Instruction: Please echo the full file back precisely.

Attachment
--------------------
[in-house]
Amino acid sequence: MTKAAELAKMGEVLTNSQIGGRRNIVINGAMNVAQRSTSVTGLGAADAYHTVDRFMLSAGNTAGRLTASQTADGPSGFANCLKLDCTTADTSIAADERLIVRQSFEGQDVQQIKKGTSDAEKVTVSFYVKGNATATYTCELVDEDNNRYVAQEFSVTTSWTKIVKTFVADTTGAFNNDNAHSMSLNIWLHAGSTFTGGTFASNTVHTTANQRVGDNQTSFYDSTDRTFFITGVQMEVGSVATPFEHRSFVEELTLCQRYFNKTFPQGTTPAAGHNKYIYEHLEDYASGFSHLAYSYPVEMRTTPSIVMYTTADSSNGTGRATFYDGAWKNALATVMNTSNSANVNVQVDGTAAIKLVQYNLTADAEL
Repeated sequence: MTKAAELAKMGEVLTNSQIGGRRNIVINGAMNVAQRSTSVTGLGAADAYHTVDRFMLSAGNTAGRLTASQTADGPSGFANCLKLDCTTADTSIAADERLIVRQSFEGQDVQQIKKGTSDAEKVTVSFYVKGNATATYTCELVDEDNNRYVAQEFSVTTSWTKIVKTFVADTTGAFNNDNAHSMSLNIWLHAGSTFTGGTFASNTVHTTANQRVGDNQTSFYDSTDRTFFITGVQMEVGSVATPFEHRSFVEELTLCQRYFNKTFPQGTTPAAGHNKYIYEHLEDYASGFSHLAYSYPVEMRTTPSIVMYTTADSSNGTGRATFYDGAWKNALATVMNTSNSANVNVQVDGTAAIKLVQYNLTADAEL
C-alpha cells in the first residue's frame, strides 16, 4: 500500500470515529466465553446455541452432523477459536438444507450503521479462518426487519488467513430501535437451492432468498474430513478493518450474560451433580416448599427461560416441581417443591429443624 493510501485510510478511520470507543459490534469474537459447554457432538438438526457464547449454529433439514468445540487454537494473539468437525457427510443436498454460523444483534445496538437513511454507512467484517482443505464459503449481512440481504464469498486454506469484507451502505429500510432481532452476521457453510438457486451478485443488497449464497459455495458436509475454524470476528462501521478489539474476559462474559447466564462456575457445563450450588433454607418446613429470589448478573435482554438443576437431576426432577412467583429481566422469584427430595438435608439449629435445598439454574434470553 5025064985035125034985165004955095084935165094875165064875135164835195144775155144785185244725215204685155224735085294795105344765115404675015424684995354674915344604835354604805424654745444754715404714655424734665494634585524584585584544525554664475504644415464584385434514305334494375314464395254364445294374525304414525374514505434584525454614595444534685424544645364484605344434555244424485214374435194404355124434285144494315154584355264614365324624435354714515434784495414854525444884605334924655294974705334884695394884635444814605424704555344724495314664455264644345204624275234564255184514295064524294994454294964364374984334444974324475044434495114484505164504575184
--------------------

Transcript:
[in-house]
Amino acid sequence: MTKAAELAKMGEVLTNSQIGGRRNIVINGAMNVAQRSTSVTGLGAADAYHTVDRFMLSAGNTAGRLTASQTADGPSGFANCLKLDCTTADTSIAADERLIVRQSFEGQDVQQIKKGTSDAEKVTVSFYVKGNATATYTCELVDEDNNRYVAQEFSVTTSWTKIVKTFVADTTGAFNNDNAHSMSLNIWLHAGSTFTGGTFASNTVHTTANQRVGDNQTSFYDSTDRTFFITGVQMEVGSVATPFEHRSFVEELTLCQRYFNKTFPQGTTPAAGHNKYIYEHLEDYASGFSHLAYSYPVEMRTTPSIVMYTTADSSNGTGRATFYDGAWKNALATVMNTSNSANVNVQVDGTAAIKLVQYNLTADAEL
Repeated sequence: MTKAAELAKMGEVLTNSQIGGRRNIVINGAMNVAQRSTSVTGLGAADAYHTVDRFMLSAGNTAGRLTASQTADGPSGFANCLKLDCTTADTSIAADERLIVRQSFEGQDVQQIKKGTSDAEKVTVSFYVKGNATATYTCELVDEDNNRYVAQEFSVTTSWTKIVKTFVADTTGAFNNDNAHSMSLNIWLHAGSTFTGGTFASNTVHTTANQRVGDNQTSFYDSTDRTFFITGVQMEVGSVATPFEHRSFVEELTLCQRYFNKTFPQGTTPAAGHNKYIYEHLEDYASGFSHLAYSYPVEMRTTPSIVMYTTADSSNGTGRATFYDGAWKNALATVMNTSNSANVNVQVDGTAAIKLVQYNLTADAEL
C-alpha cells in the first residue's frame, strides 16, 4: 500500500470515529466465553446455541452432523477459536438444507450503521479462518426487519488467513430501535437451492432468498474430513478493518450474560451433580416448599427461560416441581417443591429443624 493510501485510510478511520470507543459490534469474537459447554457432538438438526457464547449454529433439514468445540487454537494473539468437525457427510443436498454460523444483534445496538437513511454507512467484517482443505464459503449481512440481504464469498486454506469484507451502505429500510432481532452476521457453510438457486451478485443488497449464497459455495458436509475454524470476528462501521478489539474476559462474559447466564462456575457445563450450588433454607418446613429470589448478573435482554438443576437431576426432577412467583429481566422469584427430595438435608439449629435445598439454574434470553 5025064985035125034985165004955095084935165094875165064875135164835195144775155144785185244725215204685155224735085294795105344765115404675015424684995354674915344604835354604805424654745444754715404714655424734665494634585524584585584544525554664475504644415464584385434514305334494375314464395254364445294374525304414525374514505434584525454614595444534685424544645364484605344434555244424485214374435194404355124434285144494315154584355264614365324624435354714515434784495414854525444884605334924655294974705334884695394884635444814605424704555344724495314664455264644345204624275234564255184514295064524294994454294964364374984334444974324475044434495114484505164504575184